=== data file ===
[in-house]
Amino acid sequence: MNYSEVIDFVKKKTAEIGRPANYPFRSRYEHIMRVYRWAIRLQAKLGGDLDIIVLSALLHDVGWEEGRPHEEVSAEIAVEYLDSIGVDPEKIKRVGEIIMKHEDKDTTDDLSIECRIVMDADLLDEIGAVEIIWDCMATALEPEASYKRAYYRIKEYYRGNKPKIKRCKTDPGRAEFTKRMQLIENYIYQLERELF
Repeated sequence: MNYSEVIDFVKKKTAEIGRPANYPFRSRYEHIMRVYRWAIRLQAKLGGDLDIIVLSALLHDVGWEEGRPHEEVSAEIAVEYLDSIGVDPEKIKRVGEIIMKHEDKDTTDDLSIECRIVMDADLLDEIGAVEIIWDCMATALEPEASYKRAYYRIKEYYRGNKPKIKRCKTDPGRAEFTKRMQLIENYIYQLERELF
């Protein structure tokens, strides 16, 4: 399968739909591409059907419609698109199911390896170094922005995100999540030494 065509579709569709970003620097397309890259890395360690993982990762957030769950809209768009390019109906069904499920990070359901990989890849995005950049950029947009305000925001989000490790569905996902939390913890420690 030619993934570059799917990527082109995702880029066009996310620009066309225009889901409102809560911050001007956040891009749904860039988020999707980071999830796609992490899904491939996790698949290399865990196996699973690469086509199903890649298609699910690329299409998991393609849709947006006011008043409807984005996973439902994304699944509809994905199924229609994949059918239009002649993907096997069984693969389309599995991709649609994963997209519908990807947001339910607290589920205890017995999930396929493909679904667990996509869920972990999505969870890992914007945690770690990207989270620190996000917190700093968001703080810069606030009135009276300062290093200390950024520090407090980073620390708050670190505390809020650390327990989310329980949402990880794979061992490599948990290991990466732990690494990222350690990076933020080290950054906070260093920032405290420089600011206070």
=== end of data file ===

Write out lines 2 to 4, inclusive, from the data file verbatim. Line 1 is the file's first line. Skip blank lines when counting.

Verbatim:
Amino acid sequence: MNYSEVIDFVKKKTAEIGRPANYPFRSRYEHIMRVYRWAIRLQAKLGGDLDIIVLSALLHDVGWEEGRPHEEVSAEIAVEYLDSIGVDPEKIKRVGEIIMKHEDKDTTDDLSIECRIVMDADLLDEIGAVEIIWDCMATALEPEASYKRAYYRIKEYYRGNKPKIKRCKTDPGRAEFTKRMQLIENYIYQLERELF
Repeated sequence: MNYSEVIDFVKKKTAEIGRPANYPFRSRYEHIMRVYRWAIRLQAKLGGDLDIIVLSALLHDVGWEEGRPHEEVSAEIAVEYLDSIGVDPEKIKRVGEIIMKHEDKDTTDDLSIECRIVMDADLLDEIGAVEIIWDCMATALEPEASYKRAYYRIKEYYRGNKPKIKRCKTDPGRAEFTKRMQLIENYIYQLERELF
């Protein structure tokens, strides 16, 4: 399968739909591409059907419609698109199911390896170094922005995100999540030494 065509579709569709970003620097397309890259890395360690993982990762957030769950809209768009390019109906069904499920990070359901990989890849995005950049950029947009305000925001989000490790569905996902939390913890420690 030619993934570059799917990527082109995702880029066009996310620009066309225009889901409102809560911050001007956040891009749904860039988020999707980071999830796609992490899904491939996790698949290399865990196996699973690469086509199903890649298609699910690329299409998991393609849709947006006011008043409807984005996973439902994304699944509809994905199924229609994949059918239009002649993907096997069984693969389309599995991709649609994963997209519908990807947001339910607290589920205890017995999930396929493909679904667990996509869920972990999505969870890992914007945690770690990207989270620190996000917190700093968001703080810069606030009135009276300062290093200390950024520090407090980073620390708050670190505390809020650390327990989310329980949402990880794979061992490599948990290991990466732990690494990222350690990076933020080290950054906070260093920032405290420089600011206070």